An Alabama native whom a judge alleged was “leading the charge” during the Jan. 6 insurrection at the U.S. Capitol was denied release Thursday in an Alaska courtroom while his case proceeds
A Alabama native whom a judge alleged was “leading the charge” during the Jan. 6 insurrection at the U.S. Capitol was denied release Thursday in an Alaska courtroom while his case proceeds.
cristão Matthew Manley then waived his right to preliminary hearing and asked that he be immediately transferred to the U.S. District Court for the District of Columbia, the jurisdiction prosecuting those charged in the riot.
Manley faces several charges, including assaulting or resisting officers using a dangerous weapon; civil disorder; exhibiting disorderly conduct and demonstrating in a Capitol building; and engaging in physical violence and disorderly and disruptive conduct in a restricted building.
Manley was soft spoken and polite, calling U.S. Magistrate Judge Matthew McCrary Scoble “sir” during his detention hearing in U.S. District Court in Ancoragem He wore a yellow prison outfit and was shackled at the feet.
A mask obscured his face, but his beard and hair were shorter than the man shown on videos assistant U.S. Attorney Stephan Collins entered as evidence in the case against the 26-year-old Manley, who has lived in Alaska since August.
The government claimed the videos showed Manley in a tunnel, trying to breach the Capitol. The video showed the man wearing cargo pants and a tactical jacket twice using pepper spray on officers, then using those empty cans as projectiles The video shows the man throwing a metal rod at police protecting the building.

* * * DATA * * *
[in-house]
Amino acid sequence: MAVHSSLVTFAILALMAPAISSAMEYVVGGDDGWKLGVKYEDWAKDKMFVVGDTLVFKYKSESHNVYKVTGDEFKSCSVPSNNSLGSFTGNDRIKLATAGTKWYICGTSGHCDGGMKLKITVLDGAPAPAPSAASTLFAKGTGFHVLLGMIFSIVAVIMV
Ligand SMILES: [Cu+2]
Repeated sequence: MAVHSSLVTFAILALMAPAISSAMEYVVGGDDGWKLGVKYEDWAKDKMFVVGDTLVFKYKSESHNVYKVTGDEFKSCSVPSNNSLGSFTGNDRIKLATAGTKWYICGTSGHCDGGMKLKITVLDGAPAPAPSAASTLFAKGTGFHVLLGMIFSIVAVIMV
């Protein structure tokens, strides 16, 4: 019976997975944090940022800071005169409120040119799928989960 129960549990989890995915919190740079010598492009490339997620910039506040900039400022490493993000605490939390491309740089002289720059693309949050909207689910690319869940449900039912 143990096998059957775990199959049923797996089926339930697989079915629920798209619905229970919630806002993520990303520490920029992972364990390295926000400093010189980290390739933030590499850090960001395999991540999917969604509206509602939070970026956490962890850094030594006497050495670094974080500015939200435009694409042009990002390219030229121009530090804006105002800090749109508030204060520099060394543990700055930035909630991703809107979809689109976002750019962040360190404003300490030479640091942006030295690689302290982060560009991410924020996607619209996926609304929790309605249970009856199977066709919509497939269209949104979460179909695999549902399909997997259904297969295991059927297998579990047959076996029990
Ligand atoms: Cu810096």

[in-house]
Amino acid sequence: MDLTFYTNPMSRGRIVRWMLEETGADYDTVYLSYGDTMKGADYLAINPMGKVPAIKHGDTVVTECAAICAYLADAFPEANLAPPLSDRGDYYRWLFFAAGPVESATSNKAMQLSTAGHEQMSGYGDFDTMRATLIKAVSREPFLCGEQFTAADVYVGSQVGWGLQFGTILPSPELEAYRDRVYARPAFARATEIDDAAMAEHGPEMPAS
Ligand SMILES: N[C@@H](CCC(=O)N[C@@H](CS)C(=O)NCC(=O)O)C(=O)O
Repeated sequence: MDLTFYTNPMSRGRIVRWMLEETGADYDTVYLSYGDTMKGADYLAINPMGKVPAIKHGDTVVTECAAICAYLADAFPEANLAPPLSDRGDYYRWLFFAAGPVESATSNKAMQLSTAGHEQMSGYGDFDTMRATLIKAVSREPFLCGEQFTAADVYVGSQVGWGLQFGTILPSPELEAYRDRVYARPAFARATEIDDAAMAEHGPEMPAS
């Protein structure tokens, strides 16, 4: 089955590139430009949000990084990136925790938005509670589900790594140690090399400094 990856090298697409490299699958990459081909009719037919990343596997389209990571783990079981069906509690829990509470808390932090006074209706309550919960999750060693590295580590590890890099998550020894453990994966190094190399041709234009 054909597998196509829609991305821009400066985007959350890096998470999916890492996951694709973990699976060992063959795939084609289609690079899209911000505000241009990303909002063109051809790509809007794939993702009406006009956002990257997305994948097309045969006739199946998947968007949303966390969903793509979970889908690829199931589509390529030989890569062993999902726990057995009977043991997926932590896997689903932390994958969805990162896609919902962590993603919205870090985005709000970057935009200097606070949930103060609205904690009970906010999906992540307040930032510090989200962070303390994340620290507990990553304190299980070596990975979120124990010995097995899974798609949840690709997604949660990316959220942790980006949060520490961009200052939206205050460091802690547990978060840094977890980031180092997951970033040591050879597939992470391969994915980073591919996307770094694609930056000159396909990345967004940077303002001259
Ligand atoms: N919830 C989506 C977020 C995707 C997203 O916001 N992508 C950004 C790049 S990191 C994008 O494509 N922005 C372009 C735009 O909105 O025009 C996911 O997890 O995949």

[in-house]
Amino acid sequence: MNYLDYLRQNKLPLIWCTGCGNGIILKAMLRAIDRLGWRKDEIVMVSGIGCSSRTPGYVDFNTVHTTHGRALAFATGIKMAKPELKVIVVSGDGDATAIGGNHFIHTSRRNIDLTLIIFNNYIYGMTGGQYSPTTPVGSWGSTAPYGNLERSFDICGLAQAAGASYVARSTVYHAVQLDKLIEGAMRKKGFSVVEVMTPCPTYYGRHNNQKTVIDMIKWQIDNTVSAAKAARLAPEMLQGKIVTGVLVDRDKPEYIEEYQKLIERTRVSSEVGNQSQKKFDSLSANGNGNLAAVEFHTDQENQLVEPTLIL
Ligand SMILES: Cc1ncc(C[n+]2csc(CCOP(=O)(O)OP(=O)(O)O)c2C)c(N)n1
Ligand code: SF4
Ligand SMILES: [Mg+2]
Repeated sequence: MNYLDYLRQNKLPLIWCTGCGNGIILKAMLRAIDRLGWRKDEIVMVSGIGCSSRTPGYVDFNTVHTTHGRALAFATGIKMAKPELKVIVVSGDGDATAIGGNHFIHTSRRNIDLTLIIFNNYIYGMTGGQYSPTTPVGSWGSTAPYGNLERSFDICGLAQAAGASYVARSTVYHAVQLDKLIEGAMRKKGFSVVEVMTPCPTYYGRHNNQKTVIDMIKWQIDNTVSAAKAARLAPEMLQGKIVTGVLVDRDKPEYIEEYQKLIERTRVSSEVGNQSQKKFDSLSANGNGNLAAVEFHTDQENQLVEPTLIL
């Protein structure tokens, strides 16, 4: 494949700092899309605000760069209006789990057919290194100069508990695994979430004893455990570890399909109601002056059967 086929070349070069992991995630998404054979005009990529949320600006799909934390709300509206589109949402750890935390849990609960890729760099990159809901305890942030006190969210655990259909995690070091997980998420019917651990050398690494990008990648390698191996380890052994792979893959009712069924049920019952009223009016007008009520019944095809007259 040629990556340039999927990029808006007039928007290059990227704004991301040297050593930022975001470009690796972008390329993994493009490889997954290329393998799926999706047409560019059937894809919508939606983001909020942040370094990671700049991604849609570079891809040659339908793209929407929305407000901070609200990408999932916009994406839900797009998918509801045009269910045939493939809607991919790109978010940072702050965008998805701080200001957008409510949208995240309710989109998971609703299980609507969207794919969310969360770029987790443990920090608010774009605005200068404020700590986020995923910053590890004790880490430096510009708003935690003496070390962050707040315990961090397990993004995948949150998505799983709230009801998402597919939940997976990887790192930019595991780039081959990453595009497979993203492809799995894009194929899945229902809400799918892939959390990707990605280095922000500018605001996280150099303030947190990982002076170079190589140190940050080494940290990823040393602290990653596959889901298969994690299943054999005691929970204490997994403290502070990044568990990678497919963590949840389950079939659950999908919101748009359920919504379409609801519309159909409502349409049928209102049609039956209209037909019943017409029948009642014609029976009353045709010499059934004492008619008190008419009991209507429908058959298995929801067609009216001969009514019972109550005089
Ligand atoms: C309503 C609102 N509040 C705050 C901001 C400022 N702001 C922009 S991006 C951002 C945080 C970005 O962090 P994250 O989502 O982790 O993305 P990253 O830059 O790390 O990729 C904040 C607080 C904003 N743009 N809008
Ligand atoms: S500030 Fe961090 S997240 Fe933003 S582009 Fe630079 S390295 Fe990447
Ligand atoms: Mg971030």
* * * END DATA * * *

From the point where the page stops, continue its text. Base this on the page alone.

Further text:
Em um ponto, the man exits the tunnel and waves for more of the crowd to join the protesters in attempting to breach the building.
The videos from both protestors and from Capitol security then show the man making his way to the front of the mob inside the tunnel to get inside the building. The government alleges Manley reached the front, using his body trying to force open the last door to the Capitol while law enforcement tried to hold back the rioters.
“He was leading the charge, por assim dizer,” the judge said.
Manley was not an innocent bystander or a member of the crowd that didn’t enter the building, Scoble said before detaining Manley. “He came to fight,” the judge said.
Manley intently watched the videos on either a monitor on the defense table or projected onto a wall, sometimes with a furrowed brow.
His federal public defender, Samuel Eilers, unsuccessfully argued for conditional release, saying Manley didn’t own guns, didn’t post about the riots on social media and didn’t have a substance abuse problem.
Among the factors in the judge’s decision to detain him was that breaching the Capitol by itself was a threat to society, and Manley could be a flight risk since he didn’t have any close ties to Anchorage.
Manley served with the Marines for four years but received a less-than-honorable discharge, the judge said.
Two months ago, Manley moved to Alaska where he maintains an apartment. He is a commercial fisherman and was arrested by the FBI while arriving Friday at Ted Stevens Anchorage International Airport.
FBI Special Agent Marissa Taggart said she was tipped off by the agent working on the case that Manley would arrive, and she arrested him without incident on the plane.
An informant told the FBI they met Manley who he had allegedly told them he attended the riot, according to a statement filed by a special agent investigating the case.
The informant later identified Manley from a photograph taken during the Jan. 6 riot at the U.S. Capitol. The informant also alleged that Manley had earlier shown them the same photo from a list of wanted persons distributed by the FBI.
The FBI alleged Manley’s phone used a cell site near the Capitol on Jan. 6. A relative of Manley’s also identified him to the FBI, and said Manley had discussed going to the Jan. 6 rally in Washington, D.C., the document says.